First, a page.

In order to legally file for divorce in North Carolina, you and your spouse must live separately for one year and not intend to continue the relationship.
Navigating the separation period may be difficult to figure out, especially if you have children.
What separation means in North Carolina
There is no legal separation in North Carolina. All assets tied to the marriage will still legally belong to both you and your spouse during the separation period. Marital assets include but are not limited to property, vehicles and shared bank accounts. At the end of your separation period, you must prove you lived apart, so hold onto any documentation that shows a change of address.
Why a separation agreement is useful
A separation agreement is a legally binding document that helps you and your spouse decide responsibilities during the separation. You can map out child custody, separation of bills and division of property during your one-year period apart. Although not required, this document often serves as the foundation for divorce proceedings and can speed up the process. It can also establish a paper trail and help build your case should your spouse break the agreement.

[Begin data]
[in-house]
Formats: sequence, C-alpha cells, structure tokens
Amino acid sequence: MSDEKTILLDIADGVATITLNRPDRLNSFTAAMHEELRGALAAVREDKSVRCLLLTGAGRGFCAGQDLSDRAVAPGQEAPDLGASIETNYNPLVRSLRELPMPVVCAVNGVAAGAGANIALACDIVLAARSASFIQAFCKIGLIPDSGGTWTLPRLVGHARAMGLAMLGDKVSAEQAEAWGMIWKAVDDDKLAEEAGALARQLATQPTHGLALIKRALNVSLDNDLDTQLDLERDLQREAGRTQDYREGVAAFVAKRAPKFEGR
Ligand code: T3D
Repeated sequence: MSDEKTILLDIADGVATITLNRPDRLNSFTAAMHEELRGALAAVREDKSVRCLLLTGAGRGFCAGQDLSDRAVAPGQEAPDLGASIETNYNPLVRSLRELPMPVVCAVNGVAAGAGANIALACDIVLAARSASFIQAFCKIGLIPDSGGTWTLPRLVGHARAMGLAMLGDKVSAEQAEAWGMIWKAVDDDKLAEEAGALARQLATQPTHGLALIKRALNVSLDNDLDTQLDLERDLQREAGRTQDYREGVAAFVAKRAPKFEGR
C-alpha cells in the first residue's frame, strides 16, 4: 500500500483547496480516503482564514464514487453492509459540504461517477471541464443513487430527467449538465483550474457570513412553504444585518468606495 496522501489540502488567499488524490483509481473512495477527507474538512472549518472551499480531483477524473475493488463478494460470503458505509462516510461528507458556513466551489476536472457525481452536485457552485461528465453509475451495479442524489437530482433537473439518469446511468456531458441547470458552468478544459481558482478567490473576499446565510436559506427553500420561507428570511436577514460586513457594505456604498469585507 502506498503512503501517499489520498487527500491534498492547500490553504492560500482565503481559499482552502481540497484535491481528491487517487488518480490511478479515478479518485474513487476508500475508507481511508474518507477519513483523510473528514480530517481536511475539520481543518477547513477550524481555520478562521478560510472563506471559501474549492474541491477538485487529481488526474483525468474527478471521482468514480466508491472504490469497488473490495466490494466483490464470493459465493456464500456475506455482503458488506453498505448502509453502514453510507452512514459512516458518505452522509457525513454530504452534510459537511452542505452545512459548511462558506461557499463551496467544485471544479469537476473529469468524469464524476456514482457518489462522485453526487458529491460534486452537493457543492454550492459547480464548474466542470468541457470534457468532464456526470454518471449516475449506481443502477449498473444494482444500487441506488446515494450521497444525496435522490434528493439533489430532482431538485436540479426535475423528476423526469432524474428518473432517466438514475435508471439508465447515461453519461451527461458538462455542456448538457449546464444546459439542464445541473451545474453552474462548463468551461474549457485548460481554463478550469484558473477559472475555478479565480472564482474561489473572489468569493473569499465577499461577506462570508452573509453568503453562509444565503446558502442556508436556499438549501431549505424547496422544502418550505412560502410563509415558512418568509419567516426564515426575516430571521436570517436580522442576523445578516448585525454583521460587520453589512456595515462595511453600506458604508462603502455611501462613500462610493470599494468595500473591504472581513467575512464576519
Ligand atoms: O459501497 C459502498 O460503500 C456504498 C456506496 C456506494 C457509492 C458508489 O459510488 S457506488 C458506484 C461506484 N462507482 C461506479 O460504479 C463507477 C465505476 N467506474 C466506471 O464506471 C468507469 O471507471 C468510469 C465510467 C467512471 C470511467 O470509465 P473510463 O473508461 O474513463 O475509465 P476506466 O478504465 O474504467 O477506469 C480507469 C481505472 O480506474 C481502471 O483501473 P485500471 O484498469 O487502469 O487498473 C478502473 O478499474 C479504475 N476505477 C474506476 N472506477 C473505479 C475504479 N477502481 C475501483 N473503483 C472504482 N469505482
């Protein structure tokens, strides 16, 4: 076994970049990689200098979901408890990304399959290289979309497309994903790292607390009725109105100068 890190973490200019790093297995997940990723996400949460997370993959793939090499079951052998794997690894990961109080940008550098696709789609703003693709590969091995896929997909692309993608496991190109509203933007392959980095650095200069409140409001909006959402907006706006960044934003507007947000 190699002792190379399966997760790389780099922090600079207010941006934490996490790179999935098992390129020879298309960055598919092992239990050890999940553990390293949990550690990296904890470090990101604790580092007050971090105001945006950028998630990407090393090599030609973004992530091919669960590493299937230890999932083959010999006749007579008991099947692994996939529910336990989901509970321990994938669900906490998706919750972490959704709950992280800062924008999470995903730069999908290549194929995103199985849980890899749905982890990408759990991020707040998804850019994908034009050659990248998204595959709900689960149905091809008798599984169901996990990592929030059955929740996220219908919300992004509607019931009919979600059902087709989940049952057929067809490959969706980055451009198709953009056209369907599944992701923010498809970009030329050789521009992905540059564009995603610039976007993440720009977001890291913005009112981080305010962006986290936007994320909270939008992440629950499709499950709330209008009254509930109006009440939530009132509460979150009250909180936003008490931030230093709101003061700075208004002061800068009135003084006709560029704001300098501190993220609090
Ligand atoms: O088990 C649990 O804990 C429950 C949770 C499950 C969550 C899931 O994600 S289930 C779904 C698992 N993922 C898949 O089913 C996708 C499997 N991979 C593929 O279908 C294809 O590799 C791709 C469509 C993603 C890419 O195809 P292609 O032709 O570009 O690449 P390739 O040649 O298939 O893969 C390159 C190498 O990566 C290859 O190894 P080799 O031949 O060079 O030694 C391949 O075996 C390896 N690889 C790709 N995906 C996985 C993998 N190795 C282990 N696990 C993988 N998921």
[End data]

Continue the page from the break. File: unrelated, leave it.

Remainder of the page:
How to make a separation agreement
A valid separation agreement must be in writing and have notarized signatures from both spouses. If you have children, your agreement should detail co-parenting schedules, visitation times and child support expectations.
Getting ready for a divorce can be difficult. By planning ahead and creating a separation agreement, you can minimize conflict and increase the likelihood of an amicable divorce.